is the Leighton Professor at Northwestern University School of Law
Jordan J. Paust
is the Mike & Teresa Baker Professor at the Law Center of the University of Houston and former captain, U.S. Army JAG Corps
President-elect Barack Obama has a duty to prosecute those reasonably accused of having authorized, committed and abetted war crimes or crimes against humanity during the Bush administration's "program" of "coercive interrogation" and secret detention, which denied protections to detainees under the Geneva Conventions. Extradition to a foreign country is an alternative.
Under the Constitution, the president is expressly and unavoidably bound to faithfully execute the laws, and the Supreme Court has recognized - in several cases since the founding of our government - that such laws include U.S. treaties and international law.
In fact, every relevant federal judicial opinion for 200 years has affirmed that all persons within the executive branch are bound by the laws of war. Moreover, Obama has assured the American people that he will work to restore the rule of law and integrity in our government, which clearly have been among the casualties of the Bush administration's "war" on terror.
The 1949 Geneva Civilian Convention, which is treaty law of the United States, expressly and unavoidably requires that all parties search for perpetrators of breaches of the treaty and bring them "before its own courts" for "effective penal sanctions" or, "if it prefers ... hand such persons over for trial to another High Contracting Party."
The obligation is absolute. The United States must either initiate prosecution or extradite to another state.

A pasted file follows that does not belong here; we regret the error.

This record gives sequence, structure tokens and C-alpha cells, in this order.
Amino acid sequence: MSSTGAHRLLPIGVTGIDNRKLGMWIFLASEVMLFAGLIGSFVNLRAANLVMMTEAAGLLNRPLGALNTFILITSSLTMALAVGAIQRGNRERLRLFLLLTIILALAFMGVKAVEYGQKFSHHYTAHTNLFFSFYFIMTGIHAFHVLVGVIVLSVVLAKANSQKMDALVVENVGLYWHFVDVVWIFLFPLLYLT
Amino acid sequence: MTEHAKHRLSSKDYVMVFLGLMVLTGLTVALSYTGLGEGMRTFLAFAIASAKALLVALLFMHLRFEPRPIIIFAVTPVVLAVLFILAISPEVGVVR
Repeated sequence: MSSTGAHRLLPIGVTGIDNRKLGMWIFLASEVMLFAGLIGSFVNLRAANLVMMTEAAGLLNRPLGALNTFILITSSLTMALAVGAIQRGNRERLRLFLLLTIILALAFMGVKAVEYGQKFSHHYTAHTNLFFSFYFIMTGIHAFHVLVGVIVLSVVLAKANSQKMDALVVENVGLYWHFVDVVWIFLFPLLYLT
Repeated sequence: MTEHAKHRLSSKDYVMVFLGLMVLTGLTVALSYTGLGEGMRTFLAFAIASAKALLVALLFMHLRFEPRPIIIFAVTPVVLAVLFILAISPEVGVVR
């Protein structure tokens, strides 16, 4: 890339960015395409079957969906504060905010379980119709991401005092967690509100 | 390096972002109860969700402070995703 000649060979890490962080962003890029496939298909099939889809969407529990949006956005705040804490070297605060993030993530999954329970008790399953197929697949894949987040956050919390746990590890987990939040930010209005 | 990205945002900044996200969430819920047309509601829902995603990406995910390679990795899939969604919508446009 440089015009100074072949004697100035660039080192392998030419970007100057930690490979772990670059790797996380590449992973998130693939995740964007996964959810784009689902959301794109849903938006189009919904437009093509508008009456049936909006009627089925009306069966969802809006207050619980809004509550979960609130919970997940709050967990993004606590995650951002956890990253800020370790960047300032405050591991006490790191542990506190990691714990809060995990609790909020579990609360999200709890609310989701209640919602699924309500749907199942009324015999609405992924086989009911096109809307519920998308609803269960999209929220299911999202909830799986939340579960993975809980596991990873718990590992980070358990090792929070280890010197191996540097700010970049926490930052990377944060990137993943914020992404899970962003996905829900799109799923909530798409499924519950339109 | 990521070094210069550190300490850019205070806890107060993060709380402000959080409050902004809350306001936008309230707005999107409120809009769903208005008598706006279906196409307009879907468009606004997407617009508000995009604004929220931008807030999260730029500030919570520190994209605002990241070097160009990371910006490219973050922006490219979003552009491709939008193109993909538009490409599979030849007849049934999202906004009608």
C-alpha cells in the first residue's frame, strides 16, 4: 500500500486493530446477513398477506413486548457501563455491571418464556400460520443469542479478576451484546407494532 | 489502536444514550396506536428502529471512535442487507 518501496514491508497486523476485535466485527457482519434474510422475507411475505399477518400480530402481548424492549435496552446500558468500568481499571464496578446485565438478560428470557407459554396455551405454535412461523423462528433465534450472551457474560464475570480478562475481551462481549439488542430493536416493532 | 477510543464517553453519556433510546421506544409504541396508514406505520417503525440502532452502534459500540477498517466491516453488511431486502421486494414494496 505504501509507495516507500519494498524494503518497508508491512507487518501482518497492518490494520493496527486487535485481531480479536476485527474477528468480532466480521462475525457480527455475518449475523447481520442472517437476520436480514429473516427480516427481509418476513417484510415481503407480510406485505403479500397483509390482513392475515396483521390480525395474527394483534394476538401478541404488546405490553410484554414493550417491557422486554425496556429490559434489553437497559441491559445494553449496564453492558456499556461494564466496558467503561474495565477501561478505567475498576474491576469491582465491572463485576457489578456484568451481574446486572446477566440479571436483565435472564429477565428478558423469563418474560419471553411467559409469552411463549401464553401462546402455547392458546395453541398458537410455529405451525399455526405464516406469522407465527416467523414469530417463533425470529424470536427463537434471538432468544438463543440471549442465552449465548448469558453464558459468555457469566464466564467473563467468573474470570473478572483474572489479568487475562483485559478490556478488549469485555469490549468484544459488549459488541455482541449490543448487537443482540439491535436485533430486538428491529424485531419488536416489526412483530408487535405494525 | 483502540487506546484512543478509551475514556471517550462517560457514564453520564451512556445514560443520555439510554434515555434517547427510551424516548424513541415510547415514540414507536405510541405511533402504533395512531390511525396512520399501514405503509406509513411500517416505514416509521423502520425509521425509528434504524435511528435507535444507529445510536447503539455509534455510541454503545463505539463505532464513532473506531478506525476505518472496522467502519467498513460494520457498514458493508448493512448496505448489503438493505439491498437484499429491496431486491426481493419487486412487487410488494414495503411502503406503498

"Grave breaches" of the Convention include "torture or inhuman treatment" and unlawful transfer of a non-prisoner of war from occupied territory. Similarly, the Convention Against Torture expressly and unavoidably requires that a party to the treaty extradite or "submit the case to its competent authorities for the purpose of prosecution."
In 2006, the U.N. Security Council rightly stressed "the responsibility of States to comply with their relevant obligations to end impunity and to prosecute those responsible for war crimes," which include the use of torture and cruel, inhumane and degrading treatment.
In 2007, the U.N. General Assembly stressed that use of torture or cruel, inhumane or degrading treatment "must be promptly and impartially examined ... [and] those who encourage, order, tolerate or perpetrate acts of torture must be held responsible and severely punished."
Many authoritative reports have recognized that what we saw in the Abu Ghraib photos as well as waterboarding, the cold cell, stripping persons naked, and the use of snarling dogs to instill fear, are torture. If not torture, they constitute at least cruel and inhumane treatment. As such, they are manifest violations of the laws of war and by definition a war crime.
Some have argued that a Justice Department memo is a "golden shield" for alleged perpetrators of manifestly criminal behavior. However, the shield is full of holes.
Orders or authorizations to engage in tactics that will produce what the community will judge to be torture, cruel, inhumane or degrading treatment are illegal, whether or not the accused knows that the conduct is illegal or knows that the conduct is torture, cruel, inhumane or degrading.
Unlawful orders or authorizations are not a defense. A U.S. Army field manual notes that an order does not constitute a defense for the recipient "unless he did not know and could not reasonably have been expected to know that the act ordered was unlawful." Article 2, paragraph 3 of the Convention Against Torture states: "An order ... may not be invoked as a justification of torture.
It is time for real change in America. It is time for a return to the rule of law, an end to seven years of impunity, and restoration of U.S. honor, integrity and respect within the international community. This can be accomplished only with Obama's adherence to an unavoidable constitutional duty to faithfully execute the law.